Stop Being Sweet

Is Diet Coke Killing You?

Diet Soda Scream

Kellyanne Conway tweeted a link to an article titled, “Diet Coke is not killing you.”

Well, yay.
Diet Coke is not killing you | The Outline. Hat tip: @axios

— Kellyanne Conway (@KellyannePolls) January 11, 2017

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Whenever public figures weigh in on matters like this, I pay attention. Don’t you?

Famous people have a big influence on us. As a result, it is important to consider and analyze what we are being sold or told.

Diet Coke is not killing you was written by Yvette d’Entremont, the SciBabe. According to Wikipedia, Yvette is dedicated to “clearing up misinformation about science, food and nutrition.” Again, here’s a link to the article, which argues that Diet Coke isn’t as bad as you think. SciBabe’s debunking points are in bold below.

“Let’s have a look at the most common claims about Diet Coke’s toxicity and then decide if you can safely drink one with a 3,000-calorie mega meal.”

SciBabe’s snarkiness set up her article to be farcical. We know you can drink one Diet Coke with a 3,000-calorie mega meal and not die. We know a Diet Coke here and there won’t kill you. The problem is that people drink multiple Diet Cokes daily over long periods of time—sometimes years—with high-calorie mega meals.


People have reported anecdotally upon giving up diet soda that “naturally” sweet things like fruit taste sweeter to them, but that’s exactly how far the evidence goes; an anecdote. No such study exists to prove this.

After I went sugar-free, naturally sweet foods tasted sweeter to me. SciBabe cites the “nocebo effect” as the reason. Nocebo is when a negative expectation of something causes it to have a more negative effect than it otherwise would have. In other words, it’s all in your head. Thing is, I didn’t have any such expectation about my taste buds. The comparison from always eating sugary junk to only sometimes eating them made the sweet stuff stand out. What’s so bad about that?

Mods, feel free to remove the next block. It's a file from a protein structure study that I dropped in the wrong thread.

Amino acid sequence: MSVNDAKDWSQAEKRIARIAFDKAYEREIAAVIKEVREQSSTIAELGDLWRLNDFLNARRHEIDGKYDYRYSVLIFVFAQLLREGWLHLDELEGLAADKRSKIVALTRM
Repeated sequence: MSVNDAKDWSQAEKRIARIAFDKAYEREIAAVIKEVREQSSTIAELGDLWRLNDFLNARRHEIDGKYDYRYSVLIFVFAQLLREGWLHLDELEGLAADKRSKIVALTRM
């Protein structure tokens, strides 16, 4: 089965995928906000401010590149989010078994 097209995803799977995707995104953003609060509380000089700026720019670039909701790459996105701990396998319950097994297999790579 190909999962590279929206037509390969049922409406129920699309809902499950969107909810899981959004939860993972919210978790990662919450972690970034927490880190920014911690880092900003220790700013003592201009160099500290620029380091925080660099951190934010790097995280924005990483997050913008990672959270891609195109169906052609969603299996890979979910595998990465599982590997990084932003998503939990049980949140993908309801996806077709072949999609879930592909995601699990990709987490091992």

It may not be dissimilar from how if a pool’s water is 65-degrees and feels too cold to jump in, you can run through the 50-degree water from the lawn sprinkler first. The sprinkler’s water will feel freezing cold and the pool will feel warm in comparison. The pool water hasn’t changed but your perception of it has.

If you stop eating tons of sweets and start eating natural foods, fruit will seem very sweet—because it is—especially when compared to broccoli, for example.


No link has ever been established between aspartame and cancer.

To say no link between aspartame and cancer has ever been established is simplified and misleading. There is quite a controversy surrounding aspartame. Some studies say there are dangers. Others debunk the dangers. When the American Journal of Clinical Nutrition released a report linking aspartame to cancer back in 2012, NPR was set to run the story. However, the senior vice president of communications at Brigham and Women’s Hospital contacted NPR at the last minute and killed the story, claiming the evidence was weak. He reported the risk as being “still in the gray area.” Ultimately the FDA approves of aspartame.


There still isn’t any proof that any of these cases [of depression] are tied into beverage consumption.

SciBabe ignores previous studies showing that drinking sweetened beverages is associated with a higher prevalence of depression. Instead she denounced a 2013 study conducted by Dr. Honglei Chen of the National Institutes of Environmental Health Sciences. Chen acknowledged that his study did not prove cause and effect—meaning depressed people might drink more soda as opposed to soda causing their depression. Causality aside, a link has been established.